Fatigue, muscle strength and vitamin D status in women with systemic lupus erythematosus compared with healthy controls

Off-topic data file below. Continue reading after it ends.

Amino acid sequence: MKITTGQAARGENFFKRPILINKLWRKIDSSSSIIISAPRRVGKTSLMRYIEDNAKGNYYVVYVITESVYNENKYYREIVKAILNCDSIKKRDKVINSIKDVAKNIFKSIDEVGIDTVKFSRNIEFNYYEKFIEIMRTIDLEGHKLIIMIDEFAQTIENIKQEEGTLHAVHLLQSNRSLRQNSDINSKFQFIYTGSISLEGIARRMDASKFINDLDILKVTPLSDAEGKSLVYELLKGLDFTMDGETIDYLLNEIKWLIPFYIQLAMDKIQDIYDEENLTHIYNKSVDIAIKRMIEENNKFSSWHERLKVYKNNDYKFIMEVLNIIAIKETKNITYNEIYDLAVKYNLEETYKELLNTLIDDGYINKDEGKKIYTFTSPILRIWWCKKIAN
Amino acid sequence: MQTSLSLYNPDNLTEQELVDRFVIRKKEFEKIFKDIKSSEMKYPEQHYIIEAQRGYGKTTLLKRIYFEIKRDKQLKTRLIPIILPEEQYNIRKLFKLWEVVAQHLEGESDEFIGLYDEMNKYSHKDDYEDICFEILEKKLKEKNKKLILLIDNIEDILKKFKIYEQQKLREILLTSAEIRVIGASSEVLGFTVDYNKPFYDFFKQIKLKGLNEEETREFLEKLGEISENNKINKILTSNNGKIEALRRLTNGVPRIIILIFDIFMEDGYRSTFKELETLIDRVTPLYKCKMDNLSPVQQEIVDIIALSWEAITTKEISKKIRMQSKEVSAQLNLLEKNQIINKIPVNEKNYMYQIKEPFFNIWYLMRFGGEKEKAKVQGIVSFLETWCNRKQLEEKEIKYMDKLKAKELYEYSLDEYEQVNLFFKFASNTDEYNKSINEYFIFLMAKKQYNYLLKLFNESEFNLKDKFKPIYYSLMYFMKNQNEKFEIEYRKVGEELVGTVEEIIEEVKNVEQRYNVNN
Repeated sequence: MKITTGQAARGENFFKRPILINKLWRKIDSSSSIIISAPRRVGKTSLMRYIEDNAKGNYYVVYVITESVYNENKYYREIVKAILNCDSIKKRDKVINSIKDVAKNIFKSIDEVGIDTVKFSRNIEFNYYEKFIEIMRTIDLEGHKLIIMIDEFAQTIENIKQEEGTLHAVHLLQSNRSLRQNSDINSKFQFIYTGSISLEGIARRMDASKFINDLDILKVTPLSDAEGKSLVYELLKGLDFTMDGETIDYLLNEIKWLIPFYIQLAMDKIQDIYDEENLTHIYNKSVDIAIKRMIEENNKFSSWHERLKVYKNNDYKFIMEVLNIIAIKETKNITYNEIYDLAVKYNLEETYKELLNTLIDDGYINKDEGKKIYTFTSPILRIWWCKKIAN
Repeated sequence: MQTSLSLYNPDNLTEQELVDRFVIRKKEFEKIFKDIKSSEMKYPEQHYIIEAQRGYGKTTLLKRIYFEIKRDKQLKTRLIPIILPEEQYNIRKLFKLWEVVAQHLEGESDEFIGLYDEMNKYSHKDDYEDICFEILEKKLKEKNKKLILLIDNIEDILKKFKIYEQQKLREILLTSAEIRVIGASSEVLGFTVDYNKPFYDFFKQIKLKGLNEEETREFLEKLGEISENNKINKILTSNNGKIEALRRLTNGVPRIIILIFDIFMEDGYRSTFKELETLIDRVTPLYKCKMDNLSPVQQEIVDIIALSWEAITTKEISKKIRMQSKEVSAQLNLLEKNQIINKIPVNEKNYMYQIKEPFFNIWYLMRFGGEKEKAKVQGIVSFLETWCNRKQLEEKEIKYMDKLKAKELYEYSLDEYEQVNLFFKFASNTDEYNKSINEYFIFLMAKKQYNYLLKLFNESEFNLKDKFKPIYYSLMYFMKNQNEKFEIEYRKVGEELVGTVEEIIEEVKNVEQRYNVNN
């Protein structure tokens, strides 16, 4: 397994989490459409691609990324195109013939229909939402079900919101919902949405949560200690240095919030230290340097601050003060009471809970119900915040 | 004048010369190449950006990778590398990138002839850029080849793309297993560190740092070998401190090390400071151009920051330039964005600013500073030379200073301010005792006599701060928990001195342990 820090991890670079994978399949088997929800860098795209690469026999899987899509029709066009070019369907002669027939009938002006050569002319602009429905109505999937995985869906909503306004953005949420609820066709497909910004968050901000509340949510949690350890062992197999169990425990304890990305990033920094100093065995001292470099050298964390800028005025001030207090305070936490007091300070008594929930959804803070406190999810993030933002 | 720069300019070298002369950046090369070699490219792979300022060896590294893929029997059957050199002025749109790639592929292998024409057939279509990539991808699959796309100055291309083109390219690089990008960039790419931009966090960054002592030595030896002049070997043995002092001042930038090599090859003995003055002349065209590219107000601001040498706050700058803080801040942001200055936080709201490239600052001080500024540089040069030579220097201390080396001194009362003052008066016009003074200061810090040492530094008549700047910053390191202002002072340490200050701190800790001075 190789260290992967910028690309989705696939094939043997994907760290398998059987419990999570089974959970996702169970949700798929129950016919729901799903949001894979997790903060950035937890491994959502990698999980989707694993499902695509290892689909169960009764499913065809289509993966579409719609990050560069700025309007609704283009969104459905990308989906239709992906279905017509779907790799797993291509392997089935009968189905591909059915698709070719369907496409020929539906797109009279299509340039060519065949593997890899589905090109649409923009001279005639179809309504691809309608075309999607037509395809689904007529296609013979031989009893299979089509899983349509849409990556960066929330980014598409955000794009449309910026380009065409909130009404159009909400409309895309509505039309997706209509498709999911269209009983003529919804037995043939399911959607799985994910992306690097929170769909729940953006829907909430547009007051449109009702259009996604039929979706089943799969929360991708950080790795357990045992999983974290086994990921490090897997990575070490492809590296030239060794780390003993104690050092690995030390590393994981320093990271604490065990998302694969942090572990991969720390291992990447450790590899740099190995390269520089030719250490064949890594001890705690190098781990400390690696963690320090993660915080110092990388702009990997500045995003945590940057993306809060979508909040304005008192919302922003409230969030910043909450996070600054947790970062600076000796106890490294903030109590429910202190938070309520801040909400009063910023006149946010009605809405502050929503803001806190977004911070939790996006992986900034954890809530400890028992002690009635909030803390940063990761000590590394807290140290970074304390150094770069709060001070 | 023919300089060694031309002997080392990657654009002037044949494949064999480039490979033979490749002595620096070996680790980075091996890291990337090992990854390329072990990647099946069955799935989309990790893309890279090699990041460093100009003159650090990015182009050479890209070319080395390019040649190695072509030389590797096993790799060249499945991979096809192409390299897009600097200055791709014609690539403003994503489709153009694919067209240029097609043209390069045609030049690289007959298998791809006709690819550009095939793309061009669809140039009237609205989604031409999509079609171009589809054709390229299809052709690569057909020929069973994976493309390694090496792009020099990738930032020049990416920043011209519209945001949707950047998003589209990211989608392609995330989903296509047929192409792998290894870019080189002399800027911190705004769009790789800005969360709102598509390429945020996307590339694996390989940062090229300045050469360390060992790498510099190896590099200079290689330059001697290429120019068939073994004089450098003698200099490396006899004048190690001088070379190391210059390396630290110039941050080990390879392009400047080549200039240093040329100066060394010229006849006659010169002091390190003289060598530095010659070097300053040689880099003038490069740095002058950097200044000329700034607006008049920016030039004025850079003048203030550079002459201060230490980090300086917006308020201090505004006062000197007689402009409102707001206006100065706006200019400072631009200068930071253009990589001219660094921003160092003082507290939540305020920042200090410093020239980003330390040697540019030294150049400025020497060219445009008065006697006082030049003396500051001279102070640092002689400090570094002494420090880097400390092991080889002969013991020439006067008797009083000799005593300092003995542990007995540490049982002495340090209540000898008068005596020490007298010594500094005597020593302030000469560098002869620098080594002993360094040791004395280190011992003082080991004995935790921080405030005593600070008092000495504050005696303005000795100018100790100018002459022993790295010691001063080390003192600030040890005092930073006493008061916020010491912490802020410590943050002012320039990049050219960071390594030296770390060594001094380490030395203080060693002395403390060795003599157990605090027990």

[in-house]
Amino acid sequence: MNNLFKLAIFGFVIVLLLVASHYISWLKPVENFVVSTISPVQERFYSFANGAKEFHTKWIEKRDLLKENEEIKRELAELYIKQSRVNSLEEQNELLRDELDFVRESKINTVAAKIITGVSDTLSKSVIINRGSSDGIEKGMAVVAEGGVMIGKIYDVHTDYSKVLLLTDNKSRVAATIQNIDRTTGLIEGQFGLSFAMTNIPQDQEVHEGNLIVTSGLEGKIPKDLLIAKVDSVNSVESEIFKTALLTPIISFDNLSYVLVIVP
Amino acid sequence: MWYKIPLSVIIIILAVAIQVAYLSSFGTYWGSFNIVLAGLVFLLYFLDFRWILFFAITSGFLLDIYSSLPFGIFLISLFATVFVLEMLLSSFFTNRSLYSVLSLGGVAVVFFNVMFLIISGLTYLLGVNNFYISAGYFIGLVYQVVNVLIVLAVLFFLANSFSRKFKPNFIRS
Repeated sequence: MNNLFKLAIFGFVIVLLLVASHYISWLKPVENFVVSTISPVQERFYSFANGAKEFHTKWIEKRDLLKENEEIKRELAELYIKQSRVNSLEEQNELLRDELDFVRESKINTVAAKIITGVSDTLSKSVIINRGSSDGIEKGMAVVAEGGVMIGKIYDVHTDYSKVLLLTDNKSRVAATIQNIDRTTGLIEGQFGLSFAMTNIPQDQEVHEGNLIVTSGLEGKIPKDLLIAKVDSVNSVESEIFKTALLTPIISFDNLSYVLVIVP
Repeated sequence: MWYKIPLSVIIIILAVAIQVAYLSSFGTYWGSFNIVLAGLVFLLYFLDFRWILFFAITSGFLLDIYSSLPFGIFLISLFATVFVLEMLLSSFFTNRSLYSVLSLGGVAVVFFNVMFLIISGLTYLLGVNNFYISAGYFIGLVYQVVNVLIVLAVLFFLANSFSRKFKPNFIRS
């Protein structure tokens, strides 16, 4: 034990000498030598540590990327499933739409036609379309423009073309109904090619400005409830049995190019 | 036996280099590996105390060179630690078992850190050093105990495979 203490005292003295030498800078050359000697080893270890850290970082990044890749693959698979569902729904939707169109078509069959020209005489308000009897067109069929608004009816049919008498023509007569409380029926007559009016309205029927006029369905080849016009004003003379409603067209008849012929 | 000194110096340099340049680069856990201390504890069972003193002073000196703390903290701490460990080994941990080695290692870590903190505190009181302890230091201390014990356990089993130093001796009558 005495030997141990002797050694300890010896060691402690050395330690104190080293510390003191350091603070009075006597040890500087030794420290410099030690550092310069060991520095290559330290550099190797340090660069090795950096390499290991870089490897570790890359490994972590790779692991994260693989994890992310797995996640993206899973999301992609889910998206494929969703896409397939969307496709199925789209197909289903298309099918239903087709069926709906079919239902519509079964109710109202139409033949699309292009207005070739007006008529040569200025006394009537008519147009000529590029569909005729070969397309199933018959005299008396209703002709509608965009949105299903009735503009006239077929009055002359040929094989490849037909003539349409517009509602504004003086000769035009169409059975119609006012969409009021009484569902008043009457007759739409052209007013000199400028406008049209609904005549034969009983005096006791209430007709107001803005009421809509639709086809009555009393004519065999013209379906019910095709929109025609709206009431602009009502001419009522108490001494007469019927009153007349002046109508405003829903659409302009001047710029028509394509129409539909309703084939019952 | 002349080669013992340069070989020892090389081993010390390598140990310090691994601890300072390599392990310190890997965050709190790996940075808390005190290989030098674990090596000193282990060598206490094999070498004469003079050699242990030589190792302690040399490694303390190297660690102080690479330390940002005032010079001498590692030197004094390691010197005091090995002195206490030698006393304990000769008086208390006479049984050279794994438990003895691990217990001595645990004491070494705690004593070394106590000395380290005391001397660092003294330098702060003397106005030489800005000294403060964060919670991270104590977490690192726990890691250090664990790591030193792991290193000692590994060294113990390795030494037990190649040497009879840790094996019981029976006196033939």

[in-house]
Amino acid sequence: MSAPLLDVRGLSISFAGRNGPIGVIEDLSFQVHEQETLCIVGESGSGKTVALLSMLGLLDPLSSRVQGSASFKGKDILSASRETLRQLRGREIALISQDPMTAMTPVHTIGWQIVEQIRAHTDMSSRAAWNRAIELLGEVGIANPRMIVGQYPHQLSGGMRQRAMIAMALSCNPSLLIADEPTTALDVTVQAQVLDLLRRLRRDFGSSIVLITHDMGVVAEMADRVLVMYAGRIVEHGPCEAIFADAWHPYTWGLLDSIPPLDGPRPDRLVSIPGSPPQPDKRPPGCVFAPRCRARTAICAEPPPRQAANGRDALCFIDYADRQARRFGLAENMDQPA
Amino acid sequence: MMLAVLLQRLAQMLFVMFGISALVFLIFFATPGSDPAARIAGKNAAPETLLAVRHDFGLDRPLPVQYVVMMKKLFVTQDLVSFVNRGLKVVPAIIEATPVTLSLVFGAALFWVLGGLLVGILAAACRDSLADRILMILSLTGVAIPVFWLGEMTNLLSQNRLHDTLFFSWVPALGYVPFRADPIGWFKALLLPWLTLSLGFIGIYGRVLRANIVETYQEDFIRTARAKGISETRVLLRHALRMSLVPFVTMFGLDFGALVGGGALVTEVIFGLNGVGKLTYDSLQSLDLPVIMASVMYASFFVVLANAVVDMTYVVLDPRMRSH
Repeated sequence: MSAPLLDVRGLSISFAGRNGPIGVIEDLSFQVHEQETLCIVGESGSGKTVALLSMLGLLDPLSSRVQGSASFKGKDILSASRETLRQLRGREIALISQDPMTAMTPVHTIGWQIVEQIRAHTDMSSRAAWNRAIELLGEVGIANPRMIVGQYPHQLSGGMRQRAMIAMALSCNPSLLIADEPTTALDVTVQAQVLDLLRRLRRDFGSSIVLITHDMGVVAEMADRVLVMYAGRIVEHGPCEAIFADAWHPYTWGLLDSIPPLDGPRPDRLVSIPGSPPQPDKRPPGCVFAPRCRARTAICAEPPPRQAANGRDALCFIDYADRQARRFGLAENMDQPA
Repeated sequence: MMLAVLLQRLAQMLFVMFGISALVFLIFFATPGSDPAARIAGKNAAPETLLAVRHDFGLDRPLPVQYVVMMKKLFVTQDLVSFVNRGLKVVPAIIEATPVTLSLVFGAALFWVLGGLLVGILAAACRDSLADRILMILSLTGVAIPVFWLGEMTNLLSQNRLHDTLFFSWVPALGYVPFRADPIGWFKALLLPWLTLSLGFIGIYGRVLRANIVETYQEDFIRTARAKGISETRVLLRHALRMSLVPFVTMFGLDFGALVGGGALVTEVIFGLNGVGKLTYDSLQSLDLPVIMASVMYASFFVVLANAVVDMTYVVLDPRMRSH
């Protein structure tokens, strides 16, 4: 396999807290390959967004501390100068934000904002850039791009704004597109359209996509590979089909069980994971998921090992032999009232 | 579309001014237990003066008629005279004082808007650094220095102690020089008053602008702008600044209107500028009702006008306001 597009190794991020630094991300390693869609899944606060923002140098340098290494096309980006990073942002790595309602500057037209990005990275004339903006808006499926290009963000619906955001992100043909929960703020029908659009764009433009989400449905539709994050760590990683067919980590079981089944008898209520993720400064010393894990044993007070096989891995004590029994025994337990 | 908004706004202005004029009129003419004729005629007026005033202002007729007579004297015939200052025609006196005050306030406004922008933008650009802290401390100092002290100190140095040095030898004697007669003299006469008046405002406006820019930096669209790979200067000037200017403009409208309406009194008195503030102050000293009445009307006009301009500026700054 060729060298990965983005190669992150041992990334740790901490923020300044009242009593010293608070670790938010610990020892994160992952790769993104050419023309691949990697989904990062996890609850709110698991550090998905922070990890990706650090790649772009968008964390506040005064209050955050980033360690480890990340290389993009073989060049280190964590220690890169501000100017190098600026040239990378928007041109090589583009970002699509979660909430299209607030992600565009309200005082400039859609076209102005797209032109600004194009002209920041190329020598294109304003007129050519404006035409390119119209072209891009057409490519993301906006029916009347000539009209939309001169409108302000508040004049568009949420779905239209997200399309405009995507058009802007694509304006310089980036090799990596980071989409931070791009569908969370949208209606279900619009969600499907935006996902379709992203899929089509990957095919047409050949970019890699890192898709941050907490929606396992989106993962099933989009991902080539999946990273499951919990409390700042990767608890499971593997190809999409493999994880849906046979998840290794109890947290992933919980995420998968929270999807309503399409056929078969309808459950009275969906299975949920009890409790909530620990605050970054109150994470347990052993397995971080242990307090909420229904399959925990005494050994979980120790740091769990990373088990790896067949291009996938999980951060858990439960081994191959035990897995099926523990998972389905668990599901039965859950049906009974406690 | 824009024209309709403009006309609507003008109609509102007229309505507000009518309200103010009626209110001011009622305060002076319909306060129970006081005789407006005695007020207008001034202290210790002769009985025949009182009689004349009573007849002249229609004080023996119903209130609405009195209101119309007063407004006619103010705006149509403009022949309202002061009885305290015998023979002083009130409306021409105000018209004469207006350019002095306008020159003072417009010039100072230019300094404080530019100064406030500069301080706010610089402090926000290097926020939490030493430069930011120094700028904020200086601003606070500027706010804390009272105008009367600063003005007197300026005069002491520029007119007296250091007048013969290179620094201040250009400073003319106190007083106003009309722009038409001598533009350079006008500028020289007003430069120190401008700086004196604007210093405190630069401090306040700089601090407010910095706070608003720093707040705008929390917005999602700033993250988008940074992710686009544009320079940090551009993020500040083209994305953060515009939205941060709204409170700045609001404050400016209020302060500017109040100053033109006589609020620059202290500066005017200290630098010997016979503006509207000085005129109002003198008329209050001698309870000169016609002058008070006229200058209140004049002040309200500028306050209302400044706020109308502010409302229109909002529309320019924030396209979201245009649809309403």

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Recent studies have demonstrated an inverse relationship between vitamin D levels and fatigue in systemic lupus erythematosus (SLE). The aims of this study were to evaluate proximal muscle strength, fatigue and vitamin D levels in women with SLE compared with healthy controls and to investigate relationships between these factors in a cohort of women with SLE. Forty-five women (24 SLE, 21 healthy controls) participated. Primary outcome measures were the fatigue severity scale (FSS), isometric muscle strength of dominant limbs using hand held dynamometry, two functional tests - the 30-second chair stand test and the 1-kg arm lift test, with vitamin D status measured using 25(OH)D. Overall 25(OH)D levels were 68.4 (22.4) nmol/L with no difference between SLE and control groups. There was a statistically and clinically significant difference in fatigue, 1-kg arm lift, 30-second sit to stand, knee extension, hip flexion, hip abduction, shoulder flexion and grip strength in the SLE group compared with the control group (p<0.05). In the SLE group FSS was moderately correlated with both functional measures (1-kg arm lift r젰.42, 30-second chair stand r젰.44, p<0.05). However, no statistically significant correlation between dynamometry measures and fatigue was evident. There was no association between fatigue and 25(OH)D level (r젰.12). In summary, women with SLE were weaker and demonstrated reduced physical function and higher fatigue levels than healthy controls. Fatigue was related to physical function but not vitamin D status or maximal isometric strength in vitamin D replete individuals with SLE.